Hannah Stahl has always been aware of the warnings that come with her chosen career: Making a living as an artist can be a dog’s life. Little did the Brooklyn, New York, resident know how true that would turn out to be.
Last August, Stahl won first place in the Westminster Kennel Club’s dog art contest—held several months before the club’s 140th annual dog show, in partnership with the New York Academy of Art—by wowing judges with Lucy, an oil-on-canvas painting of a leaping Staffordshire bull terrier. The honor came with a $5,000 cash prize.
“It was amazing to be recognized by such a wonderful organization,” Stahl says of her feat. “Obviously, they have the most beautiful dogs.”
Having learned about the contest only a week before the entry deadline, Stahl wasted little time. She and a friend, Lucy’s owner, took the stocky English breed to a nearby park, where the pair took more than 100 photographs of the 4-year-old canine chasing a rubber ball.
Based on the images, Stahl completed the 24-by-36-inch painting in a day. With early morning shadows darkening her forequarters, the airborne Lucy, her white coat mottled with black, appears ready to burst through the artwork’s boundaries.
Stahl started painting in earnest as a high school senior in Rhode Island. It was at Vanderbilt, however, where Stahl discovered her true calling as an artist. Mel Ziegler, the Paul E. Schwab Professor of Fine Arts and chair of the art department, urged her on, tantalizing Stahl with visions of traveling the world to experience great masterworks.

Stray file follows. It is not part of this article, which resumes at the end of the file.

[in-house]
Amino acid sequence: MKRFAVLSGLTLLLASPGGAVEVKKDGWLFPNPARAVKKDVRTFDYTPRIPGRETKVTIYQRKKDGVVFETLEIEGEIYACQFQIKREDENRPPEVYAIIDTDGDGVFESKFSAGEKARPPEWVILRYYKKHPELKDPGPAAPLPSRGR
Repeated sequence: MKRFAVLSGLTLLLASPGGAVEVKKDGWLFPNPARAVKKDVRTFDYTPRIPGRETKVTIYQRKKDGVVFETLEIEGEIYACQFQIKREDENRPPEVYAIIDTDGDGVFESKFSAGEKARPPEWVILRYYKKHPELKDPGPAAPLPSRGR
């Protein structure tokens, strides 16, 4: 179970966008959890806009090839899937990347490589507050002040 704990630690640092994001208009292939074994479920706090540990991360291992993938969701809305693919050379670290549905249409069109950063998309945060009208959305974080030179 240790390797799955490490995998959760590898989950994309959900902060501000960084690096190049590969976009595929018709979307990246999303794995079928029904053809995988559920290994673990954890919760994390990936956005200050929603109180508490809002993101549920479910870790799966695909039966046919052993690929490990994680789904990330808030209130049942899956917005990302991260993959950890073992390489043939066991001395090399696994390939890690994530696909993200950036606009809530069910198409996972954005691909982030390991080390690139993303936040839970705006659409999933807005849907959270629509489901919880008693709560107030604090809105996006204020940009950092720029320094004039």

She did just that in 2012, after winning the department’s prestigious Margaret Stonewall Wooldridge Hamblet Award. The $25,000 prize allowed Stahl to travel for a year in Europe after graduation. In Italy and Amsterdam she soaked in her classical inspirations—Caravaggio and Rembrandt. Returning to Nashville, she exhibited her own work in a solo show at Vanderbilt.
“From that moment on, there was no turning back,” she says. “I feel that everything began at Vanderbilt.”
Stahl describes her oil creations as “narrative stories about anything, about memories that move me in some way that I think are worth sharing.” But she also accepts commissions for portraits—both humans and animals. This summer she will paint former Vanderbilt football player Andrew East, BE’14, most recently a long snapper for the NFL Kansas City Chiefs.
Stahl hasn’t ruled out taking part in a future Westminster art contest. Dogs, she says, give her the same satisfaction that viewers take from her work. “They’re such sincere beings and compassionate creatures,” she says. “They’re inspiring.”